- Open call for expressions of interest – National memorial for 22 July
(Information and submission guidelines, pdf)
- Application form
(Deadline 1 November 2023, 1 pm (CET))
The bombing in Oslo and the massacre on the island of Utøya on 22 July 2011 were the worst terrorist attacks in modern Norwegian history. Eight people were killed in the Government Quarter in central Oslo, and 69 were killed on Utøya, an island outside the capital that is the historic home of a summer camp organised by the Norwegian Labour Party’s youth wing (AUF). Most of the victims were young people. Many more were injured and subjected to life-threatening danger, both in the Government Quarter and on Utøya. The damage was enormous.
The attacks were politically motivated, carried out by a Norwegian right-wing extremist targeting democratic institutions, the Labour Party in particular, and politically involved youth. The terrorist’s atrocities lack precedent in Norwegian history.
In 2012, the government decided to establish two official memorials, one in connection with Utøya, the other in the Government Quarter in Oslo. The permanent memorial at Utøyakaia, the mainland berth for the ferry to Utøya, opened in the spring of 2022. A temporary memorial opened in the Government Quarter in 2018, which the permanent memorial resulting from this process will replace.
KORO’s previous project relating to remembrance sites was concluded in 2017. You can read more about the process here (in Norwegian).
The Ministry of Local Government and Regional Development (KDD) has commissioned KORO to develop a preliminary project for a permanent national memorial to be established in the Government Quarter. You can read the commissioning letter here (pdf in Norwegian). In June 2023, the commisioning letter was updated. This letter is available here (pdf in Norwegian).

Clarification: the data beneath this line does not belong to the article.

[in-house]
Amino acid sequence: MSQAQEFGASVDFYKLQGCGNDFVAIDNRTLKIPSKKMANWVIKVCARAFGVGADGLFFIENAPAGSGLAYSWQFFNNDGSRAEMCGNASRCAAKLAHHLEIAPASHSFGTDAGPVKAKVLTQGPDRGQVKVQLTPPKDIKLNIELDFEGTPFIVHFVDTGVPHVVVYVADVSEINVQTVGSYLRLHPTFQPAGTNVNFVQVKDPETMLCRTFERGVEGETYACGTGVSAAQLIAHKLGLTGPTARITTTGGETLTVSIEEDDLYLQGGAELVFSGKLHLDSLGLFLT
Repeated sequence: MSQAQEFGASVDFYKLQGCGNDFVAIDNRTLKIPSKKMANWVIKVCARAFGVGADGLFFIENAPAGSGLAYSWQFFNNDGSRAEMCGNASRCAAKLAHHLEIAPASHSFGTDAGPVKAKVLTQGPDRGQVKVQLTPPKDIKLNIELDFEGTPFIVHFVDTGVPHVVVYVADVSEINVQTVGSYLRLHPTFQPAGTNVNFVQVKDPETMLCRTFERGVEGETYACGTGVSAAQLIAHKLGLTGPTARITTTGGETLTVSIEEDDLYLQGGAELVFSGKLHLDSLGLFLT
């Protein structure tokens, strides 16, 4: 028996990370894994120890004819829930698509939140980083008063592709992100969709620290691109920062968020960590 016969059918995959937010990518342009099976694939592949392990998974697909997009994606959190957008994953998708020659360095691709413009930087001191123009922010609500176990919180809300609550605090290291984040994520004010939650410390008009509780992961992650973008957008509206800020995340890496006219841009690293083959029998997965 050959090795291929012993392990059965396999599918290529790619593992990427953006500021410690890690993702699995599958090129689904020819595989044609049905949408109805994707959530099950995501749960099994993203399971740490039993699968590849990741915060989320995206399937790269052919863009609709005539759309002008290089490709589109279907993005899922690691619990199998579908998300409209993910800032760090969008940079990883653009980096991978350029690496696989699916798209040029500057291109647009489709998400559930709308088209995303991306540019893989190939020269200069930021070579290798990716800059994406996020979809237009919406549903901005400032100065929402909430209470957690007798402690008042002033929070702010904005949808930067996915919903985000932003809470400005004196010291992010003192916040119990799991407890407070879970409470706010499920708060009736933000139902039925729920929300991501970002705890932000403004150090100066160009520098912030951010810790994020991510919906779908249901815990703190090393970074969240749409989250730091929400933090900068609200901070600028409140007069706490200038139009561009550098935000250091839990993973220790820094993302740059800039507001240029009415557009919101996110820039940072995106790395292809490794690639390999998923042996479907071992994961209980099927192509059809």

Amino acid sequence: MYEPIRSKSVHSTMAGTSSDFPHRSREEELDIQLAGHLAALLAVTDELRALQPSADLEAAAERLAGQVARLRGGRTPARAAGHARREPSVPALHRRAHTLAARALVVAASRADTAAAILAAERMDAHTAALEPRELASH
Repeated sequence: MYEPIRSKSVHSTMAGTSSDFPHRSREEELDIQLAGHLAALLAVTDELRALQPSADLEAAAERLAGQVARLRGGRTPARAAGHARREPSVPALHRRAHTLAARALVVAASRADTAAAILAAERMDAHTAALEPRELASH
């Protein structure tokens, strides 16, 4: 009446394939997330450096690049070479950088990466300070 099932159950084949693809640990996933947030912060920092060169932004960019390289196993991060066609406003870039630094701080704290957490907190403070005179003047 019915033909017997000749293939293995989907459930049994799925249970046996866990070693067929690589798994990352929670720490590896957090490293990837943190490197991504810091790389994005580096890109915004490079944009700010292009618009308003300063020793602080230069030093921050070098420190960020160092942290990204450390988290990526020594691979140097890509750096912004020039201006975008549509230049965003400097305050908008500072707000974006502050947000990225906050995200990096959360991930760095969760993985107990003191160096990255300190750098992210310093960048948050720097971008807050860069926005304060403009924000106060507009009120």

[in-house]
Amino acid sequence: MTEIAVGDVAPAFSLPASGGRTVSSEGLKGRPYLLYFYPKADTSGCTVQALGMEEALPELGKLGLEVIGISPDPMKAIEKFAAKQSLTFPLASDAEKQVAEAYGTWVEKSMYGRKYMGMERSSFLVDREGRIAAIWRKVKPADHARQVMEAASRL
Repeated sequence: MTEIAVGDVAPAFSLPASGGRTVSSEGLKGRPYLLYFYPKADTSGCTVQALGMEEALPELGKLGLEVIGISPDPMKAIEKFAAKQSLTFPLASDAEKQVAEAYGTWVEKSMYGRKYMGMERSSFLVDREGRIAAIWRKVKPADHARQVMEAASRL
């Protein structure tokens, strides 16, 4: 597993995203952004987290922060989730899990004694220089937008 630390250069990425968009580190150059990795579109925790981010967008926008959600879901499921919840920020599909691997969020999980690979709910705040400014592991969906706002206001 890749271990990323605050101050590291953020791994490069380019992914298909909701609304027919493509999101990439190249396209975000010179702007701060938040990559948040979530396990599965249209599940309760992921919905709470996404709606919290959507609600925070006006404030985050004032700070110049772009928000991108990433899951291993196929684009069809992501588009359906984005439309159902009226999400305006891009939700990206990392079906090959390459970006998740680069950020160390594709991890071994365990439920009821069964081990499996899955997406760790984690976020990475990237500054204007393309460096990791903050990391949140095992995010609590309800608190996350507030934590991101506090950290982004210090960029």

The government has set off an area for the memorial within the Johan Nygaardsvolds plaza. At the foot of the historic Høyblokka building, the area is close to where the bomb was detonated and to where the entrance to the new 22 July Centre, a national remembrance and learning centre dedicated to the legacy of the attacks, will be. Along with this learning centre, the memorial will be part of the new Government Quarter. Accessible 24 hours a day, the new memorial will be a suitable place for commemorative events. The names of the 77 victims will be part of the remembrance site.
The preliminary project will be carried out as an open call for expressions of interest, followed by a subsequent two-stage art competition for selected artists and architects. The winning proposal will be chosen by an interdisciplinary jury consisting of experts from the fields of art and memory studies as well as persons from relevant interest groups and affected persons.
Memorials and Society
The process towards realizing the memorial will involve the public, and KORO will facilitate open events with the aim of supporting public discussions and critical discourse around the histories and possibilities for memorials today. The conversation series Memorials and Society: expectations, negotiations and artistic articulations will be a forum for professionals in the fields of public art and memory work to share knowledge with the public and the jury. The first event will take place on 21 September 2023 with contributions by Mathias Danbolt, Jørgen Watne Frydnes, Trude Schjelderup Iversen, Mari Magnus, Camille Norment and Mechtild Widrich. The events will also be streamed and documented. As part of this series, in June 2024, KORO will host a seminar where the selected artists in the competition will be expected to present their proposals in a public setting.